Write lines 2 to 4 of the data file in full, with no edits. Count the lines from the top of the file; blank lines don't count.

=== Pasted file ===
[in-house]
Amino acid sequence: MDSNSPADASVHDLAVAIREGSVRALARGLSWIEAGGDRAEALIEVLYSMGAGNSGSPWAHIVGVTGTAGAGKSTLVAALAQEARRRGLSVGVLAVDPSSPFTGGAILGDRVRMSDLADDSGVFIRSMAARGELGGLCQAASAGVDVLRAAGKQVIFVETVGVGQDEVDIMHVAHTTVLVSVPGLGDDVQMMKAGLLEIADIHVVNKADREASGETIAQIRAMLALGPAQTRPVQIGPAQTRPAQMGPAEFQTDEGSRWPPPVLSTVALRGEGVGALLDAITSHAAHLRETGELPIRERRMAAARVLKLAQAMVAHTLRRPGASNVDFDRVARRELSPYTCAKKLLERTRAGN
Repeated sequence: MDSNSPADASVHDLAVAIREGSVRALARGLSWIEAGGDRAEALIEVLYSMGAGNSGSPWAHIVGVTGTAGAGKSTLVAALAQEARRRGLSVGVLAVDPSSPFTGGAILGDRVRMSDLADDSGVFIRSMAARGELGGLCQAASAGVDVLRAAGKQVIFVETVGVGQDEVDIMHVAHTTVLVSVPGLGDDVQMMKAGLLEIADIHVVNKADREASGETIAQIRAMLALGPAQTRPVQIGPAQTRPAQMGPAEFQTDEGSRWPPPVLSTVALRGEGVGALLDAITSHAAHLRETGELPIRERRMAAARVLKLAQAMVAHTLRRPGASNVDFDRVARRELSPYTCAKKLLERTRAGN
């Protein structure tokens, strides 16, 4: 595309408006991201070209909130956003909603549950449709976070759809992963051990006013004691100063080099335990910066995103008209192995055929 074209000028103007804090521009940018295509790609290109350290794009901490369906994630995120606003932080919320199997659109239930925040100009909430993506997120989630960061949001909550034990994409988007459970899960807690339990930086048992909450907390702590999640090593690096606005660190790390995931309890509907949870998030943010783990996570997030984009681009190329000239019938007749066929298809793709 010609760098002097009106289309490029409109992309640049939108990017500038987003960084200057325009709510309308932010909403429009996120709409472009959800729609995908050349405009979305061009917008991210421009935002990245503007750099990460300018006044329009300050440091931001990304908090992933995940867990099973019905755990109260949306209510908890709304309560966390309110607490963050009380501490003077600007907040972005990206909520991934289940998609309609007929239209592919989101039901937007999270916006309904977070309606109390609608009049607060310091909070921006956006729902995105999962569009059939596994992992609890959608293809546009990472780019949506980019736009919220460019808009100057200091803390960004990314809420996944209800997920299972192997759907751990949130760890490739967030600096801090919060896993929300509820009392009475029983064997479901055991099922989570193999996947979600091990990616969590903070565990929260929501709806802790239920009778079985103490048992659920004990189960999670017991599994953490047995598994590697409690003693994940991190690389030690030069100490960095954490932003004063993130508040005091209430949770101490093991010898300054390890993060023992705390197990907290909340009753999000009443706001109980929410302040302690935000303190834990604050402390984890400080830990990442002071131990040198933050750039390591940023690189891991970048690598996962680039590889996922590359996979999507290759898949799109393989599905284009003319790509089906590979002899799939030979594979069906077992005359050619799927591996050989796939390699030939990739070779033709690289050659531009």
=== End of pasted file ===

Amino acid sequence: MDSNSPADASVHDLAVAIREGSVRALARGLSWIEAGGDRAEALIEVLYSMGAGNSGSPWAHIVGVTGTAGAGKSTLVAALAQEARRRGLSVGVLAVDPSSPFTGGAILGDRVRMSDLADDSGVFIRSMAARGELGGLCQAASAGVDVLRAAGKQVIFVETVGVGQDEVDIMHVAHTTVLVSVPGLGDDVQMMKAGLLEIADIHVVNKADREASGETIAQIRAMLALGPAQTRPVQIGPAQTRPAQMGPAEFQTDEGSRWPPPVLSTVALRGEGVGALLDAITSHAAHLRETGELPIRERRMAAARVLKLAQAMVAHTLRRPGASNVDFDRVARRELSPYTCAKKLLERTRAGN
Repeated sequence: MDSNSPADASVHDLAVAIREGSVRALARGLSWIEAGGDRAEALIEVLYSMGAGNSGSPWAHIVGVTGTAGAGKSTLVAALAQEARRRGLSVGVLAVDPSSPFTGGAILGDRVRMSDLADDSGVFIRSMAARGELGGLCQAASAGVDVLRAAGKQVIFVETVGVGQDEVDIMHVAHTTVLVSVPGLGDDVQMMKAGLLEIADIHVVNKADREASGETIAQIRAMLALGPAQTRPVQIGPAQTRPAQMGPAEFQTDEGSRWPPPVLSTVALRGEGVGALLDAITSHAAHLRETGELPIRERRMAAARVLKLAQAMVAHTLRRPGASNVDFDRVARRELSPYTCAKKLLERTRAGN
């Protein structure tokens, strides 16, 4: 595309408006991201070209909130956003909603549950449709976070759809992963051990006013004691100063080099335990910066995103008209192995055929 074209000028103007804090521009940018295509790609290109350290794009901490369906994630995120606003932080919320199997659109239930925040100009909430993506997120989630960061949001909550034990994409988007459970899960807690339990930086048992909450907390702590999640090593690096606005660190790390995931309890509907949870998030943010783990996570997030984009681009190329000239019938007749066929298809793709 010609760098002097009106289309490029409109992309640049939108990017500038987003960084200057325009709510309308932010909403429009996120709409472009959800729609995908050349405009979305061009917008991210421009935002990245503007750099990460300018006044329009300050440091931001990304908090992933995940867990099973019905755990109260949306209510908890709304309560966390309110607490963050009380501490003077600007907040972005990206909520991934289940998609309609007929239209592919989101039901937007999270916006309904977070309606109390609608009049607060310091909070921006956006729902995105999962569009059939596994992992609890959608293809546009990472780019949506980019736009919220460019808009100057200091803390960004990314809420996944209800997920299972192997759907751990949130760890490739967030600096801090919060896993929300509820009392009475029983064997479901055991099922989570193999996947979600091990990616969590903070565990929260929501709806802790239920009778079985103490048992659920004990189960999670017991599994953490047995598994590697409690003693994940991190690389030690030069100490960095954490932003004063993130508040005091209430949770101490093991010898300054390890993060023992705390197990907290909340009753999000009443706001109980929410302040302690935000303190834990604050402390984890400080830990990442002071131990040198933050750039390591940023690189891991970048690598996962680039590889996922590359996979999507290759898949799109393989599905284009003319790509089906590979002899799939030979594979069906077992005359050619799927591996050989796939390699030939990739070779033709690289050659531009």